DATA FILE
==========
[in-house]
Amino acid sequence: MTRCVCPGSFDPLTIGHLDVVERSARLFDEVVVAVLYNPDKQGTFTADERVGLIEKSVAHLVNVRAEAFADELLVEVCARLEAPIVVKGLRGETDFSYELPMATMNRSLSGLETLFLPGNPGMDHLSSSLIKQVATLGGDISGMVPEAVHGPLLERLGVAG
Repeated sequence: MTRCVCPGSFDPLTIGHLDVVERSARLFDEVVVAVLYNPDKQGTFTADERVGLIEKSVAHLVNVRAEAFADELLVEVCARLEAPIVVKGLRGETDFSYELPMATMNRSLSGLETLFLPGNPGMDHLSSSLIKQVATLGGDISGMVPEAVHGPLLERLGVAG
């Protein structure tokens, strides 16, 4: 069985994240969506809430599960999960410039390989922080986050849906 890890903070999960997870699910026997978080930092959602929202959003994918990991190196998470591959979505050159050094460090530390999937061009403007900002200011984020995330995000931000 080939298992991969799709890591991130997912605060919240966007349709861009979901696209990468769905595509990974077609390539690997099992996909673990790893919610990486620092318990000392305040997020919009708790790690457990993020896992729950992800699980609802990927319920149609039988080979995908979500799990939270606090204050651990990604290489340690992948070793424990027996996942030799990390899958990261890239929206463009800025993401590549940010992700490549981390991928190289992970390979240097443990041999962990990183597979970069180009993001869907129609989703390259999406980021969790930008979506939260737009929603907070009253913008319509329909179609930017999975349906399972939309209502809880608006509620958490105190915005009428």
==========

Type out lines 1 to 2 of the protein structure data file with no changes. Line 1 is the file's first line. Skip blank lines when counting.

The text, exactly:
[in-house]
Amino acid sequence: MTRCVCPGSFDPLTIGHLDVVERSARLFDEVVVAVLYNPDKQGTFTADERVGLIEKSVAHLVNVRAEAFADELLVEVCARLEAPIVVKGLRGETDFSYELPMATMNRSLSGLETLFLPGNPGMDHLSSSLIKQVATLGGDISGMVPEAVHGPLLERLGVAG